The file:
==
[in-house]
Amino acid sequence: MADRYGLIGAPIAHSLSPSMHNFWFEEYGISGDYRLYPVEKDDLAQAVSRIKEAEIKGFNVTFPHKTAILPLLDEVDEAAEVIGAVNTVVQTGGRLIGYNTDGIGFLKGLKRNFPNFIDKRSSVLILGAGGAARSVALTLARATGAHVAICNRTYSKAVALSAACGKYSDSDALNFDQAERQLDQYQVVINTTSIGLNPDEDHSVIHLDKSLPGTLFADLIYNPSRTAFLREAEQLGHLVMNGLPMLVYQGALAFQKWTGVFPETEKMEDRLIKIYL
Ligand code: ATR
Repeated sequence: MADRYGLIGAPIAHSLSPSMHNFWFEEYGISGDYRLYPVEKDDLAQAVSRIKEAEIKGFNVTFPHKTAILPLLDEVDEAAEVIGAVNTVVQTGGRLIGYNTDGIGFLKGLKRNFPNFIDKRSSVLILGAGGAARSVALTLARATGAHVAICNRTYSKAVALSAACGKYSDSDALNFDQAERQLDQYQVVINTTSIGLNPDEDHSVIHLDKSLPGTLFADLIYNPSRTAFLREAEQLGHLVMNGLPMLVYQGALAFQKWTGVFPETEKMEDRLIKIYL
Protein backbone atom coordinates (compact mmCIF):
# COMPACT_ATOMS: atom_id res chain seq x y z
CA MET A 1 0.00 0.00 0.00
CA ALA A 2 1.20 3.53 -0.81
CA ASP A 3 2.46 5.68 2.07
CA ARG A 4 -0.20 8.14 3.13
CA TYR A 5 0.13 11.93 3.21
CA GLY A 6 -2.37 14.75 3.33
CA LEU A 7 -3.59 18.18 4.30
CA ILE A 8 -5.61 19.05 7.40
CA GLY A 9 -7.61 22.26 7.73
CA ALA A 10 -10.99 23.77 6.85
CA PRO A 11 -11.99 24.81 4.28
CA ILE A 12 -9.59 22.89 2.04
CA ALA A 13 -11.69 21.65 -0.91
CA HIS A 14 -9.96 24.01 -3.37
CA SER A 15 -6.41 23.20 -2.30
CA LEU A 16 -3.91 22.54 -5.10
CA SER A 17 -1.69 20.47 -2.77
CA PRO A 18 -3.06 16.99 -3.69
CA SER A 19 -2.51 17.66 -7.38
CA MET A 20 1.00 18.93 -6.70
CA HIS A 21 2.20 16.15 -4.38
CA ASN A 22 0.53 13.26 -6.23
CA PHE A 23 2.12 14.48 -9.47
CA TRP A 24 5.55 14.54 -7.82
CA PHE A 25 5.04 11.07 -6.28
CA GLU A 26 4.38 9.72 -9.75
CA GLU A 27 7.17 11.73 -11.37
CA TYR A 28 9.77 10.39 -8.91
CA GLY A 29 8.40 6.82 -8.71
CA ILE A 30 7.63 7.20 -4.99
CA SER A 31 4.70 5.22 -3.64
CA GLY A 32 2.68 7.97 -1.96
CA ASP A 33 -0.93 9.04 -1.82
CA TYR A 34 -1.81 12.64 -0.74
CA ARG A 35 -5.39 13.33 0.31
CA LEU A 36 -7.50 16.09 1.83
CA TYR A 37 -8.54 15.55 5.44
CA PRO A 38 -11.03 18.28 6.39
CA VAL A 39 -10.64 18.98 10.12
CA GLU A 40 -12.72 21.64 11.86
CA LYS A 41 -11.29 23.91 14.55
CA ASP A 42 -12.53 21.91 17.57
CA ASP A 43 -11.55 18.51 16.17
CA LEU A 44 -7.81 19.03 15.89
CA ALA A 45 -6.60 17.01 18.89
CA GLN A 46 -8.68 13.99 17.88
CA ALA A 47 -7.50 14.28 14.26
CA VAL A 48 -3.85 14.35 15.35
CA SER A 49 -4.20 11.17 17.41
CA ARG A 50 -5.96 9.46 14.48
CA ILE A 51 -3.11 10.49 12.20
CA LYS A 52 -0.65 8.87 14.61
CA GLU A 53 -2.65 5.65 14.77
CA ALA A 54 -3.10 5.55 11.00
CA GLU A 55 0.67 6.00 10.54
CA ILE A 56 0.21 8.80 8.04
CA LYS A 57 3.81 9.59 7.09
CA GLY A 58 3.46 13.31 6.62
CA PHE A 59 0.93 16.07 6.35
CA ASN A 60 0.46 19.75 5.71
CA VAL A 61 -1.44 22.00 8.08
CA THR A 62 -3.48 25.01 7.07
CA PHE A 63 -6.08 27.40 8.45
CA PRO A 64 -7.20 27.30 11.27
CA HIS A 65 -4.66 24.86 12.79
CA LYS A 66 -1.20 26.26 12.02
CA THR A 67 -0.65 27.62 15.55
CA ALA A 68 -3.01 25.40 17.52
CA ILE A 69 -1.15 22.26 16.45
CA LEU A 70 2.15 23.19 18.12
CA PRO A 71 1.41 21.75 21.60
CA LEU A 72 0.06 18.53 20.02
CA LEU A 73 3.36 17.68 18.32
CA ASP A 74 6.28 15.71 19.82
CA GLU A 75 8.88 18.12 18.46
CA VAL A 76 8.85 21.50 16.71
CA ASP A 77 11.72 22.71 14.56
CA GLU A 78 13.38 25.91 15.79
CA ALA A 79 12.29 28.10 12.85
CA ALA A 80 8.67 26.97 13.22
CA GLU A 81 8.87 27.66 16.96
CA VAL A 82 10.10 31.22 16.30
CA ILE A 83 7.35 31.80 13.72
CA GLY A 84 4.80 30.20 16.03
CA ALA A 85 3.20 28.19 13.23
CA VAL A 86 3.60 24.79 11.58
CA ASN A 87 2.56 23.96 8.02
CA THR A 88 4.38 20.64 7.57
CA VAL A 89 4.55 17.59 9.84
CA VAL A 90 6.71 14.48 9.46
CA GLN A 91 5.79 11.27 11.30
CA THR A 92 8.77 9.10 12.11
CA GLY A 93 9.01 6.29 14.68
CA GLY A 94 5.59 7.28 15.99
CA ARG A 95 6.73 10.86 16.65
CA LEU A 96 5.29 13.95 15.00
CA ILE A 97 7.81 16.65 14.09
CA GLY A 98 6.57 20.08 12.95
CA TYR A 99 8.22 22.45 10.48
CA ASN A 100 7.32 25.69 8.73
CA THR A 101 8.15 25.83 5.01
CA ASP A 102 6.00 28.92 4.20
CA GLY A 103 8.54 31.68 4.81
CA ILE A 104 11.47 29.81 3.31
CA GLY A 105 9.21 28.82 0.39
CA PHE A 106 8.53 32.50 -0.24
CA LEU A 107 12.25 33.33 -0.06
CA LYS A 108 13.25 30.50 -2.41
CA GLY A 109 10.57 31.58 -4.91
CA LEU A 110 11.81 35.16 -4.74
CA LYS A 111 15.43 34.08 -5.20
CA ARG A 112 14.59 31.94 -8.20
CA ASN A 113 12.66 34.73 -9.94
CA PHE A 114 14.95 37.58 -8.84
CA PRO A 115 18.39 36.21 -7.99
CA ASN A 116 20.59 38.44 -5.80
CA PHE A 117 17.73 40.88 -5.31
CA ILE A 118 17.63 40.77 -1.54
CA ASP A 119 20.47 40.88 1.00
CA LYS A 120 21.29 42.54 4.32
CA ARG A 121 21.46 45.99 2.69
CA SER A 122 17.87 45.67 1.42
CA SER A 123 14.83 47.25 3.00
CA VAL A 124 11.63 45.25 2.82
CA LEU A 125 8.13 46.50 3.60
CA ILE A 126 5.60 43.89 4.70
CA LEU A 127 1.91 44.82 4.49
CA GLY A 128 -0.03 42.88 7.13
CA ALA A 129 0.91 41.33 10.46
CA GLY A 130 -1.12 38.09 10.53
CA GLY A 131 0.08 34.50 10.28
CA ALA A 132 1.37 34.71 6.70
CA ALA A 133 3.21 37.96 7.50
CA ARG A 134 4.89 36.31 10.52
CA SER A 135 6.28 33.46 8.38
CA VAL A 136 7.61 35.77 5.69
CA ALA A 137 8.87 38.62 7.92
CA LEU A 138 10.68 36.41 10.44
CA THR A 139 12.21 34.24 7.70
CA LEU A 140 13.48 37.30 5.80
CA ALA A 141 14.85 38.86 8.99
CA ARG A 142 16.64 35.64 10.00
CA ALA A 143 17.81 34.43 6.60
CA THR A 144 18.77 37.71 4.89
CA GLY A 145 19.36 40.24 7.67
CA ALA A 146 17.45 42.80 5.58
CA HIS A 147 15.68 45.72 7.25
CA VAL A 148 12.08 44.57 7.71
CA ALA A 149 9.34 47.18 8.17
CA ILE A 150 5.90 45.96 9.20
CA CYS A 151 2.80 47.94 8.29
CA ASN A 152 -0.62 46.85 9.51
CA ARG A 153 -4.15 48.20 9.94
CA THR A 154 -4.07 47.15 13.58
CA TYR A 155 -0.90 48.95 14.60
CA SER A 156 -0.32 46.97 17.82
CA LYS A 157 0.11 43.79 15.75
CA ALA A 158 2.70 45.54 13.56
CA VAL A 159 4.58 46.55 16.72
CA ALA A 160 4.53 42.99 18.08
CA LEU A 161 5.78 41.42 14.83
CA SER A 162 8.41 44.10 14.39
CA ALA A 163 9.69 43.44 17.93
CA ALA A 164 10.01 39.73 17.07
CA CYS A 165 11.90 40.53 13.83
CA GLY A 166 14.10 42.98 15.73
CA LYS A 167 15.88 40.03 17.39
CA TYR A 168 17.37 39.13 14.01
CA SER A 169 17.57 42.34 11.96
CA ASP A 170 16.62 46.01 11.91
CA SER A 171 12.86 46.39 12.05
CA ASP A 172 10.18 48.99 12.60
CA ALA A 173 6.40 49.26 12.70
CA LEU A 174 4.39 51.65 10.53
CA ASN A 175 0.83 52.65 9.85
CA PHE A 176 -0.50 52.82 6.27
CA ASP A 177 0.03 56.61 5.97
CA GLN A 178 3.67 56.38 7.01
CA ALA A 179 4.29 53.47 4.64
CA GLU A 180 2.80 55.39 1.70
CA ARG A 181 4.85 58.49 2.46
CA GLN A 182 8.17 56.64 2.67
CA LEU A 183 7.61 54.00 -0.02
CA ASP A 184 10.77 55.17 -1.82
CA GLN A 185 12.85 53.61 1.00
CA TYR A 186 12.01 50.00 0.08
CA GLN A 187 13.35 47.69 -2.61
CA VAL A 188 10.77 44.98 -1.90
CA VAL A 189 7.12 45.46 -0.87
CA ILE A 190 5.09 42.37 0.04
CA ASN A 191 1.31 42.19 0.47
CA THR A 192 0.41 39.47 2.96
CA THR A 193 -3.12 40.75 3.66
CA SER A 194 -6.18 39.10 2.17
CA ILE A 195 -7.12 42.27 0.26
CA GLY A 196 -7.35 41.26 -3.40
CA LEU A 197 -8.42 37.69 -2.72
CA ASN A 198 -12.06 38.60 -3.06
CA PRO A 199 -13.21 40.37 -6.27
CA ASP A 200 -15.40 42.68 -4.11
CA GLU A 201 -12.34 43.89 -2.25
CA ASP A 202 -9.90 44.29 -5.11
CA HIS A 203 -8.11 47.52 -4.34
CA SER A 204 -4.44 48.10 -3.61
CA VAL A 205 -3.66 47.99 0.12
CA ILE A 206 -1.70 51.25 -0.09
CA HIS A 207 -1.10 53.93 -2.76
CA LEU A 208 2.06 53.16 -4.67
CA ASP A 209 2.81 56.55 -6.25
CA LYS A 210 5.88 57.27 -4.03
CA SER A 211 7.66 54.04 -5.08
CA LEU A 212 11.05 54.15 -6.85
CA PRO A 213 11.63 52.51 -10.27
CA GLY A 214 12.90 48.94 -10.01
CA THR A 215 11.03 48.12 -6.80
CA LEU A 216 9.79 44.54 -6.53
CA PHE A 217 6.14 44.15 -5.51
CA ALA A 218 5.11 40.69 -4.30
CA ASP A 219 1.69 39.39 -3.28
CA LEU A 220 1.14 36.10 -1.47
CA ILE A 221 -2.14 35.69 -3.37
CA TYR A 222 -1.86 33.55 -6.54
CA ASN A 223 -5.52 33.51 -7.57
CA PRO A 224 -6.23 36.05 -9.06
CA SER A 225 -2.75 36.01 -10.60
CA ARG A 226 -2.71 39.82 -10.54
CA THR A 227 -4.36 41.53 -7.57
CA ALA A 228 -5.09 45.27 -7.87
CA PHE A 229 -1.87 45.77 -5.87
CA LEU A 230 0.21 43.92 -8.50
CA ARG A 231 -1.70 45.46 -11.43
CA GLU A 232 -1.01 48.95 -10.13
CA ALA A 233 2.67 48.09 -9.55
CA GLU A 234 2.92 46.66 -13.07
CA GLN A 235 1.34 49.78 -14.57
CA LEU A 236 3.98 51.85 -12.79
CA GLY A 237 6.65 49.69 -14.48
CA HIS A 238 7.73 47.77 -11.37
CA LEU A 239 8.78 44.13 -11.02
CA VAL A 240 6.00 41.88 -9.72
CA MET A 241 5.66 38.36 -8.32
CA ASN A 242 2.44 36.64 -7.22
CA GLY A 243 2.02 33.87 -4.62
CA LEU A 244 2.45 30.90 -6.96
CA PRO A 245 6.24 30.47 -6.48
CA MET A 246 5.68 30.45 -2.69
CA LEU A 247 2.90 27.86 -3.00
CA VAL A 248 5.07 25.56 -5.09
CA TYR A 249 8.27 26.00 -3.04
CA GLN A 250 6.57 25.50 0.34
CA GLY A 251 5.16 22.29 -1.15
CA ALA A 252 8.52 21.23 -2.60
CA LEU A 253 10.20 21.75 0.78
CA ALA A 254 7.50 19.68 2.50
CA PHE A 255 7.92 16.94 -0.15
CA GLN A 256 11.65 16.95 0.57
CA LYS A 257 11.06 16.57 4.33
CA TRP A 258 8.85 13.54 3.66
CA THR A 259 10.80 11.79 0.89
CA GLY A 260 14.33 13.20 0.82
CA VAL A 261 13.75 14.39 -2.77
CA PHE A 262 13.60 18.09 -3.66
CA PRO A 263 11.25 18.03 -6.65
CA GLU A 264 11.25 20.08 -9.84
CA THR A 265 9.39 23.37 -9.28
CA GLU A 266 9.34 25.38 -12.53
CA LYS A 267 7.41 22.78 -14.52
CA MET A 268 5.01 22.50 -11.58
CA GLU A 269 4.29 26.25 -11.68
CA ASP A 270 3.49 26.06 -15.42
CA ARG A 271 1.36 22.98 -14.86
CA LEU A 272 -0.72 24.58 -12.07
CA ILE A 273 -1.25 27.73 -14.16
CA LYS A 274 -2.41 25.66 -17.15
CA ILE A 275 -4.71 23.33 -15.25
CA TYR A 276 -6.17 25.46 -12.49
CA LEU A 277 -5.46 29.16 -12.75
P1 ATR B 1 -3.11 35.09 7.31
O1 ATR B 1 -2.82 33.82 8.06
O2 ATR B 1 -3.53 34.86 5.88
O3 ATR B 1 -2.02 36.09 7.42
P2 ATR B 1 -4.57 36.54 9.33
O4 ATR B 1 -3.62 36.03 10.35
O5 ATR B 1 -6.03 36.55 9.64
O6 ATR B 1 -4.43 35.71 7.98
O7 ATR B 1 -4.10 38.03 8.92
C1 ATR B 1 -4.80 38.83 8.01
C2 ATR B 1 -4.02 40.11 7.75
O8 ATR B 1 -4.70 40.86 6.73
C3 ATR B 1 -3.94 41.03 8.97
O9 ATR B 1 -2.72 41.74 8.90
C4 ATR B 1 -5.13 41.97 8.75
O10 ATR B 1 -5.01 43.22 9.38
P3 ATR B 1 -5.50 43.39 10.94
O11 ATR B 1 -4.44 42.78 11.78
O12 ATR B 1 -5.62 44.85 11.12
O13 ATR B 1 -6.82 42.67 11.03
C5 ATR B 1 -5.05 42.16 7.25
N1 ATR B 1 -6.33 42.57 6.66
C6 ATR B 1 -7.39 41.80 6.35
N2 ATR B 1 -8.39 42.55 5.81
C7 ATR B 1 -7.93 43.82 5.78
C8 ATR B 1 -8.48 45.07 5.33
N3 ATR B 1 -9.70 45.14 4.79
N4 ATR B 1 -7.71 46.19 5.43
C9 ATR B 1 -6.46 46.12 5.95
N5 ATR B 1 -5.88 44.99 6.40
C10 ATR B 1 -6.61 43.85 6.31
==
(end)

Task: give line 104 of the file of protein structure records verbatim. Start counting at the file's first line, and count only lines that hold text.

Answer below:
CA GLY A 98 6.57 20.08 12.95